Fires of '88 Transcript
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Ranger George: So, I’m about ready. How’s everybody doing this morning?
Audience: Great - Fine - It’s beautiful weather!
Ranger George: So, first of all, my name is George Heinz and I’m a naturalist or an interpretive ranger here in Yellowstone and I’ve been working here in the park, on and off, for about 30 years. I started working in the housekeeping department over there at the Old Faithful Inn when I was right out of high school and I’d come out here for the summers. Eventually, when I finished college, I decided I wanted to come back here and be a park ranger. I grew up in Louisville, Kentucky and I’d just like to welcome everybody here and everybody at home.
We have people watching on the Internet. I work in the park’s Web Office and this is an experimental thing we’ve been doing. I’m the first ranger to have a program that’s been sent out live over the Internet. So it’s a pretty exciting thing. This is the last time we’re going to do it for this season. I’m going to do three programs in the next hour; one on fire and two on geology – different programs.
I’d just like to welcome everybody here to Yellowstone on behalf of myself and the National Park Service. I think we’re all pretty lucky to be here and to be able to visit a place like this. If you think about it, in 1872 on March first, when Yellowstone became the world’s first national park it’s pretty amazing that people back then had the foresight to think that this land is so special we need to start setting land aside before it gets taken up by private investments.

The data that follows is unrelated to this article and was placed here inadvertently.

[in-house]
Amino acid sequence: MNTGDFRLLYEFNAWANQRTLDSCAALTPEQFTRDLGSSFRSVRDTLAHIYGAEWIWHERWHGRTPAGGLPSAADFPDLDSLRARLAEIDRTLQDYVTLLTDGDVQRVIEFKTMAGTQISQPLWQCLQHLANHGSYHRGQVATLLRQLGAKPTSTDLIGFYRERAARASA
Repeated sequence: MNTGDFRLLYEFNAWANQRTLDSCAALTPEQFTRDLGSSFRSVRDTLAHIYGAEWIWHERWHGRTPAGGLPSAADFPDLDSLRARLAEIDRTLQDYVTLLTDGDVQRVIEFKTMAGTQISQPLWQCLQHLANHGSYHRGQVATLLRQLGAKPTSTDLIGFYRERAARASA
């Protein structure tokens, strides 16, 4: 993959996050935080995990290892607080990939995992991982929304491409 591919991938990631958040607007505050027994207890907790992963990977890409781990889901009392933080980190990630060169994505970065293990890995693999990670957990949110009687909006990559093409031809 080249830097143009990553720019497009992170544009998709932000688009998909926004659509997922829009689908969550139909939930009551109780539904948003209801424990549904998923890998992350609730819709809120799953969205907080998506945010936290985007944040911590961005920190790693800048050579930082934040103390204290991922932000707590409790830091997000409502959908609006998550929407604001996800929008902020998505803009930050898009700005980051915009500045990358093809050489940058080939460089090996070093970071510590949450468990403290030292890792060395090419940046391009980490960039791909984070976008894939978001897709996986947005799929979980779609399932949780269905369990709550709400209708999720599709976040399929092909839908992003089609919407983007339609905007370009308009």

Yellowstone is a little different. Has anybody noticed any dead trees as you drove around the park? Maybe a burnt tree here and there? Maybe a lot of burnt trees? If you’re serious about understanding what a place like Yellowstone means, and what forest fires mean to a place like Yellowstone, we have to change the way we think. A forest fire here in Yellowstone National Park is different than a forest fire that you would have near your house. Yellowstone is 2.2 million acres or 3,472 square miles in size. That’s about the size of Rhode Island and Delaware put together. This is a great big place. There are no private homes here. There’s no private land here. It’s all just wilderness except for about 4 or 5 percent of the park, which is Old Faithful, Mammoth, and Canyon, the locations. The rest of the park is wilderness. So fires in a wilderness area, especially a place like Yellowstone, are different than the fires you have in your backyard.
Back in about 1772, that was Yellowstone’s 100th anniversary, we started looking at the park a little differently and a lot of rules were changed regarding the way we manage Yellowstone. We wanted Yellowstone to be a more natural park. We wanted the bears to be bears instead of hanging out along the road where everybody fed them. Today it’s a little harder to see a bear but when you see a bear, it’s a natural bear. It’s doing what bears do. It’s eating bear food so they’re more active at night. They’re more active at the cusp hours. They’re harder to find but when you find one it’s a natural bear.